The zirconium chemical industry has been the fastest growing
zircon end-use sector in China, a fact easy to miss if
you’re only reading company announcements.
Iluka’s 2017 investment day presentation
revealed that the ceramics market demands 50% of zircon supply,
the largest end-use for the mineral. Iluka is on track to
produce 310,000 tonnes of zircon in 2017 after producing
347,000 tonnes in 2016. In that year, Iluka sold 65% of its
zircon into the ceramics sector.
In 2012, Iluka had estimated that zircon in the use of
ceramics constituted approximately 55% of global demand. That
year, Iluka produced 213,800 tonnes of zircon, a 58.4% decrease
from the year prior, a downshift in demand that would prove
hard to shake off.
Looking back to 2006, the company had produced about 450,000
tonnes of zircon and estimated ceramic demand was around 52% of
It’s not until you look back to 2000 that Iluka
estimated that less than 50% of total demand was being derived
from ceramics. In 2000, Iluka was producing about 33 per cent
of the world's zircon at 315,000 tonnes.
By the time we arrive back in 1990, demand from ceramics was
at around 40%, in 1985 it was 32%, and was below 20% in 1980.
At this point, zircon demand was dominated by refractory and
Demand for zircon has been heavily linked to the fortunes of
the ceramics industry since the turn of the 21st century, when
Chinese ceramic and zirconium chemical industries expanded, and
the Japanese economy strengthened.
The Chinese economy has continued to grow, and with it,
demand for ceramics. However, due to process modernization,
substitution and thrifting, this has not translated into
continual growth in zircon demand.
However recent developments may be about to change this
trend, with Iluka stating in its most recent announcement that
the "decline of zircon intensity in ceramics has now
stabilized," and that the growth of digital printing "remains a
positive development for zircon consumption".
The current market is also characterized by declining supply
due to reserve, resource and inventory depletion as well as
deposit grade and assemblage decline; this has resulted in a
strong zircon price for suppliers.
What is not mentioned in this most recent investor
presentation from Iluka is the continuing rise of the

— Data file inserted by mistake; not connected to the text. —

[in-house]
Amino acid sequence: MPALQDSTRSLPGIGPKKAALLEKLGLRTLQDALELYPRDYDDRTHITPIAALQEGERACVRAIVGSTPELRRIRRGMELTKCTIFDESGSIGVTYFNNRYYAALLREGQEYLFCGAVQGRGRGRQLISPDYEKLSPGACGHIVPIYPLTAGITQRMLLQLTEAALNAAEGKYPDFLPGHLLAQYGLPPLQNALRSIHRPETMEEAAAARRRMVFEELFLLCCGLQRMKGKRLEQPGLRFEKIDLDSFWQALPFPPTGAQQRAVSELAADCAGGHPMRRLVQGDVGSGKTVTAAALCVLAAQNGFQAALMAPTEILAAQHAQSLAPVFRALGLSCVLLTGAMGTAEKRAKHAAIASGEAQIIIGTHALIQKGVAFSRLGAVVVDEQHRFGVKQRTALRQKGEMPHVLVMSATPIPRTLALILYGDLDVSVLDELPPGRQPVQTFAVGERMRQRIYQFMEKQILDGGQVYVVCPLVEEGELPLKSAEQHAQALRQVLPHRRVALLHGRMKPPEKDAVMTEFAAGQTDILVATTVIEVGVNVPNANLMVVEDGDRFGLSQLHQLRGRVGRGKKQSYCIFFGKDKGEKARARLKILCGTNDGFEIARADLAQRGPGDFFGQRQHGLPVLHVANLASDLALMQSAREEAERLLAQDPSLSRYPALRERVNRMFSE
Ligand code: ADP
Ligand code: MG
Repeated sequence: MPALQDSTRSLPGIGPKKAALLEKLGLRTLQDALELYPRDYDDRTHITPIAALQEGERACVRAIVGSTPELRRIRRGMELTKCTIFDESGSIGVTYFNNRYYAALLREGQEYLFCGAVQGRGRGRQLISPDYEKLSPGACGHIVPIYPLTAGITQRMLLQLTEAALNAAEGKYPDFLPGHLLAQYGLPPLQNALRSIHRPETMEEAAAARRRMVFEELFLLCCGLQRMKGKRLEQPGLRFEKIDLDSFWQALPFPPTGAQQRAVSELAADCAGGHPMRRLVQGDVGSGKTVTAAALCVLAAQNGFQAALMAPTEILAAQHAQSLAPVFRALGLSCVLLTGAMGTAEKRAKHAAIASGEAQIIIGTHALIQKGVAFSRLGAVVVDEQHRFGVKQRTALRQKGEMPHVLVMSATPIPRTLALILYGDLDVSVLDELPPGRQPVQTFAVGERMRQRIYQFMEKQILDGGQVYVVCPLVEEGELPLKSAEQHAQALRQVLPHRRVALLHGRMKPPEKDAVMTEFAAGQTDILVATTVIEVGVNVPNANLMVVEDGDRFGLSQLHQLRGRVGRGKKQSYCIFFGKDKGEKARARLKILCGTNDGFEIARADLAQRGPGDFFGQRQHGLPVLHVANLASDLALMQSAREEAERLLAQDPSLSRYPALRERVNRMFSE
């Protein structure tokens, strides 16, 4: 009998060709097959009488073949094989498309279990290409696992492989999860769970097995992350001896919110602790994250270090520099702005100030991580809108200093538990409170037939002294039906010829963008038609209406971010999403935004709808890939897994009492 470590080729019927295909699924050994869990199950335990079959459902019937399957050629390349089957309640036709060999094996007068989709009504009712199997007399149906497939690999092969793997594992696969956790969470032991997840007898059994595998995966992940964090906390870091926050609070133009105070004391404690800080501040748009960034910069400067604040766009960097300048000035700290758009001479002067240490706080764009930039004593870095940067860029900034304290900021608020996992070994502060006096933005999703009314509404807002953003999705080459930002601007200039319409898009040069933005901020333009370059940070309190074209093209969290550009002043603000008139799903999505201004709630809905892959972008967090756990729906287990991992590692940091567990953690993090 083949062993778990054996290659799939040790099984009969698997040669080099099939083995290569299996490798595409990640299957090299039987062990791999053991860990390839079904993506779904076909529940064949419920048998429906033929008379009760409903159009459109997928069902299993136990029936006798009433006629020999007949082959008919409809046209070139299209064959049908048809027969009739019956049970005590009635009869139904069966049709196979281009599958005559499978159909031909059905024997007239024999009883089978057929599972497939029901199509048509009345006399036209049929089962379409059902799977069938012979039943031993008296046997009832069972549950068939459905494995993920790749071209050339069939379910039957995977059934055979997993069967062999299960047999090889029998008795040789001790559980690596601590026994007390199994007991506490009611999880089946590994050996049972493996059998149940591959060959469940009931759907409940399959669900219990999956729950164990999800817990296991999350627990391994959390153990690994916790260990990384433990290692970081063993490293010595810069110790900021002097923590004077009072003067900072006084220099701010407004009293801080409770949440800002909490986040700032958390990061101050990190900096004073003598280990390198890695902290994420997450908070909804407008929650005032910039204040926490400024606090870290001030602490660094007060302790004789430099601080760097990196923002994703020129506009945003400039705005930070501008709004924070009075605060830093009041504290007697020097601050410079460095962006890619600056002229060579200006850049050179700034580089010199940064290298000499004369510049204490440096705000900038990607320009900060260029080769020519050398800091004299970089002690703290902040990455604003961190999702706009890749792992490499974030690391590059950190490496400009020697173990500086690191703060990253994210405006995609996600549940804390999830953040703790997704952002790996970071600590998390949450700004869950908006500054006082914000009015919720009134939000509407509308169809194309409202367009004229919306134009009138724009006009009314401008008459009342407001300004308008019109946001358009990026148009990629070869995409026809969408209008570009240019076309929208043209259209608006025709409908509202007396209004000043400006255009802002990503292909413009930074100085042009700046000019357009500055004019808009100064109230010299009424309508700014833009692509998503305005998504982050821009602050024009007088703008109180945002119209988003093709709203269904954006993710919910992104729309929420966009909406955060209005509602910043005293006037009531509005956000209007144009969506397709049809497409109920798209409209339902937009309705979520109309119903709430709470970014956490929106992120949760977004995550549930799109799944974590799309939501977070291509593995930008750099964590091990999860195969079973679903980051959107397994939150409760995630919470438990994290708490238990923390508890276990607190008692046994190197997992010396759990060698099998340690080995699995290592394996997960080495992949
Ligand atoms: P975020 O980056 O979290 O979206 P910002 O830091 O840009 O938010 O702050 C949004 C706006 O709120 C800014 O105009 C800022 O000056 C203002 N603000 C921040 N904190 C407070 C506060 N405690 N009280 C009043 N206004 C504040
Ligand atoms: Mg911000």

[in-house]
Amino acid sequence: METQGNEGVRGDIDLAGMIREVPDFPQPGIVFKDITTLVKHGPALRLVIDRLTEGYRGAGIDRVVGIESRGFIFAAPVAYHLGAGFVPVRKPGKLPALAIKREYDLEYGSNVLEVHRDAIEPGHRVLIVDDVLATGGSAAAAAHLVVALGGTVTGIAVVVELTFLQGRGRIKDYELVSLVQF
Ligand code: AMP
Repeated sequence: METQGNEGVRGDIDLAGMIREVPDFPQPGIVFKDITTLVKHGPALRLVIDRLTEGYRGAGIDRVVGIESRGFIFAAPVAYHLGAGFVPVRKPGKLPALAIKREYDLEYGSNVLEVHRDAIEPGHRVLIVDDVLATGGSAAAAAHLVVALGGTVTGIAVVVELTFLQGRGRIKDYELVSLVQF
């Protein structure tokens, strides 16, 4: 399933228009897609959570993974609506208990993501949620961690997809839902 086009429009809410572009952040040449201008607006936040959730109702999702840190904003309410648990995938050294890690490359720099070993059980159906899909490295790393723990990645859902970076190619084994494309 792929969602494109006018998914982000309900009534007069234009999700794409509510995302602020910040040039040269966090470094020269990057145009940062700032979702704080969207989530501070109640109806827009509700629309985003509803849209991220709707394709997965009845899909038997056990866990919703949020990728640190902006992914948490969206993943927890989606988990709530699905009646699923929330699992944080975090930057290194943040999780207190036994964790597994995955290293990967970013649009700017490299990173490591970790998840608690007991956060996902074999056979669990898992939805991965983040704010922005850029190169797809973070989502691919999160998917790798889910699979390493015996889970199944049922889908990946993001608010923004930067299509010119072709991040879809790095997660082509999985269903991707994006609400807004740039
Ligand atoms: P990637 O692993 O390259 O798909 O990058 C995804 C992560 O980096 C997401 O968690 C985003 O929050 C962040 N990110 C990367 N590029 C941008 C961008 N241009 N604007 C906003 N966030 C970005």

manufacture of zirconium chemicals, particularly in China. In
2012, Iluka said boldly that "it is possible that
zircon’s use in zirconia chemicals may supplant
its use in ceramics over the next five years".
In a presentation in Perth earlier this year, Dr Xue Wang
said that consumption of zirconium chemicals in China has more
than doubled over the past seven years to reach
138,000 tonnes in 2016.
Dr Xue Wang also added that China accounts for 90% of the
world’s capacity, and that about 80% of
China’s zirconium chemicals capacity is accounted
for by zirconium oxychloride (ZOC). According to the Zircon
Industry Association (ZIA), ZOC
(ZrOCl2.8H2O) is "primarily used in white
TiO2 pigment application, antiperspirants and
catalysts. It is also the most popular precursor for
manufacturing other zirconium compounds".
According to a 2015 report by Reg Adams, world capacity for
zirconium chemicals currently amounts to 523,000 tonnes per
year, with ZOC amounting to nearly 420,000 tonnes of this.
In order to get this into the right perspective for primary
producers, Murray Lines of Stratum Resources noted in a
presentation from 2010 that the production of 100 tonnes of ZOC
requires 65 tonnes of zircon.
Alkane Resources, a gold miner known for its zirconia and
rare earth Dubbo Project in New South Wales, Australia, said
that zirconium chemical prices at end 2017 financial year were
40% higher than end-2016, "particularly due to the Chinese
government-led clean-up of the industry, which resulted in
reduced production of ZOC, and also due to the increased prices
of the raw material zircon."
The announcement goes on to say that "further increases in
ZOC price seems likely, as China increases the focus on ZOC
Alkane sees a likely decline in production coming out of
China’s Shandong province, but stresses its
overall importance as a chemical, in that "ZOC is the primary
precursor for producing downstream zirconium chemicals and
zirconium dioxide products worldwide".
Alkane therefore sees itself as an "important alternative"
to ZOC production in China.
The fact remains that there has been a rise in demand for
ZOC that shows no sign of stopping. While this may influence
global demand for zircon, it is worth noting that not all
zircon is made equal. Premium zircon is typically used for
ceramics manufacture such as tiles and sanitariware, as well as
in high-end foundry applications and additive
On the other hand, a standard or "universal grade" zircon
may be used more widely in zirconium chemicals. Iluka also
notes in a briefing paper dated June 2016 that digital printing
and low-quality ceramics may also utilize standard grade
The switch in Iluka’s sales compositions since
2011 reiterates this point; in 2011, 88% of zircon sales were a
premium grade, in 2015 only 60% of sales were premium grades.
Meanwhile, standard grade zircon has increased to 27% from 5%
as a proportion of sales in the same period.
While a rise in ZOC demand, the end to increasing
substitution, and the switch to digital printing are positive
signs, these changes will also have an unknown impact as
end-users search for lower prices and manufactures search for
ways to provide this.